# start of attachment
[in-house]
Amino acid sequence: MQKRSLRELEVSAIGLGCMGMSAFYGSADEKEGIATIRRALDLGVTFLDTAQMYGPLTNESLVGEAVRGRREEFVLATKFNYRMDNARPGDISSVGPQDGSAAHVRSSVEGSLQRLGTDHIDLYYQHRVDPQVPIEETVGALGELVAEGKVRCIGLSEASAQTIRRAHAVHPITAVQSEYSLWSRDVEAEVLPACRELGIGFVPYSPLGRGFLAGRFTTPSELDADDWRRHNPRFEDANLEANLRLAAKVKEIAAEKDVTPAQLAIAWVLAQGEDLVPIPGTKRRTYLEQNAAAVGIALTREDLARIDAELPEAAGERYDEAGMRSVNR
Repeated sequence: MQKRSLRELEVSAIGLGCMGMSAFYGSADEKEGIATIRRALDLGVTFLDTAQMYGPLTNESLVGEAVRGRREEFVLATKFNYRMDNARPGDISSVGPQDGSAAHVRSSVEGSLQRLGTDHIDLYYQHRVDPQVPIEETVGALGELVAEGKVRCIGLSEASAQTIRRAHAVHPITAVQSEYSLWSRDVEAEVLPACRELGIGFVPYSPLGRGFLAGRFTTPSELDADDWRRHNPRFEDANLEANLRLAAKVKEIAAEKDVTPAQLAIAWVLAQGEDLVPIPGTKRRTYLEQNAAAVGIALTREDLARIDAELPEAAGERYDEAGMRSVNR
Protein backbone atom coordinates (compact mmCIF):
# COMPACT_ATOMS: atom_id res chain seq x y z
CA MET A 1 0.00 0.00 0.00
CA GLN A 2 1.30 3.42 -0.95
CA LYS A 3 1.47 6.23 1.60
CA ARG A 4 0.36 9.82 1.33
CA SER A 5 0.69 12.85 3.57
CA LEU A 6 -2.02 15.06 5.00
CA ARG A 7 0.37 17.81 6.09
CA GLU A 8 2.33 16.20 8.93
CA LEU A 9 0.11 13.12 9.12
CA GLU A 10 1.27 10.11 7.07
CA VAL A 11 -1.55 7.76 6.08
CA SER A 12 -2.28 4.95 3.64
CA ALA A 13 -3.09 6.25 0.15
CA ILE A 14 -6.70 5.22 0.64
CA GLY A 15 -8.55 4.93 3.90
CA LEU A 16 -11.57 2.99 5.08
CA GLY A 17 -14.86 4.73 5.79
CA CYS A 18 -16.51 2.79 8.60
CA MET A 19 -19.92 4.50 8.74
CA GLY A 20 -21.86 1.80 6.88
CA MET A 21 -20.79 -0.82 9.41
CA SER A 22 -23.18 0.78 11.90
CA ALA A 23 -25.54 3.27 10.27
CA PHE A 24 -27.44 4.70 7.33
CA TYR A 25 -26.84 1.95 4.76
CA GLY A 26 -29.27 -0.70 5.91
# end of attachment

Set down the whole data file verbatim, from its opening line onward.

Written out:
[in-house]
Amino acid sequence: MQKRSLRELEVSAIGLGCMGMSAFYGSADEKEGIATIRRALDLGVTFLDTAQMYGPLTNESLVGEAVRGRREEFVLATKFNYRMDNARPGDISSVGPQDGSAAHVRSSVEGSLQRLGTDHIDLYYQHRVDPQVPIEETVGALGELVAEGKVRCIGLSEASAQTIRRAHAVHPITAVQSEYSLWSRDVEAEVLPACRELGIGFVPYSPLGRGFLAGRFTTPSELDADDWRRHNPRFEDANLEANLRLAAKVKEIAAEKDVTPAQLAIAWVLAQGEDLVPIPGTKRRTYLEQNAAAVGIALTREDLARIDAELPEAAGERYDEAGMRSVNR
Repeated sequence: MQKRSLRELEVSAIGLGCMGMSAFYGSADEKEGIATIRRALDLGVTFLDTAQMYGPLTNESLVGEAVRGRREEFVLATKFNYRMDNARPGDISSVGPQDGSAAHVRSSVEGSLQRLGTDHIDLYYQHRVDPQVPIEETVGALGELVAEGKVRCIGLSEASAQTIRRAHAVHPITAVQSEYSLWSRDVEAEVLPACRELGIGFVPYSPLGRGFLAGRFTTPSELDADDWRRHNPRFEDANLEANLRLAAKVKEIAAEKDVTPAQLAIAWVLAQGEDLVPIPGTKRRTYLEQNAAAVGIALTREDLARIDAELPEAAGERYDEAGMRSVNR
Protein backbone atom coordinates (compact mmCIF):
# COMPACT_ATOMS: atom_id res chain seq x y z
CA MET A 1 0.00 0.00 0.00
CA GLN A 2 1.30 3.42 -0.95
CA LYS A 3 1.47 6.23 1.60
CA ARG A 4 0.36 9.82 1.33
CA SER A 5 0.69 12.85 3.57
CA LEU A 6 -2.02 15.06 5.00
CA ARG A 7 0.37 17.81 6.09
CA GLU A 8 2.33 16.20 8.93
CA LEU A 9 0.11 13.12 9.12
CA GLU A 10 1.27 10.11 7.07
CA VAL A 11 -1.55 7.76 6.08
CA SER A 12 -2.28 4.95 3.64
CA ALA A 13 -3.09 6.25 0.15
CA ILE A 14 -6.70 5.22 0.64
CA GLY A 15 -8.55 4.93 3.90
CA LEU A 16 -11.57 2.99 5.08
CA GLY A 17 -14.86 4.73 5.79
CA CYS A 18 -16.51 2.79 8.60
CA MET A 19 -19.92 4.50 8.74
CA GLY A 20 -21.86 1.80 6.88
CA MET A 21 -20.79 -0.82 9.41
CA SER A 22 -23.18 0.78 11.90
CA ALA A 23 -25.54 3.27 10.27
CA PHE A 24 -27.44 4.70 7.33
CA TYR A 25 -26.84 1.95 4.76
CA GLY A 26 -29.27 -0.70 5.91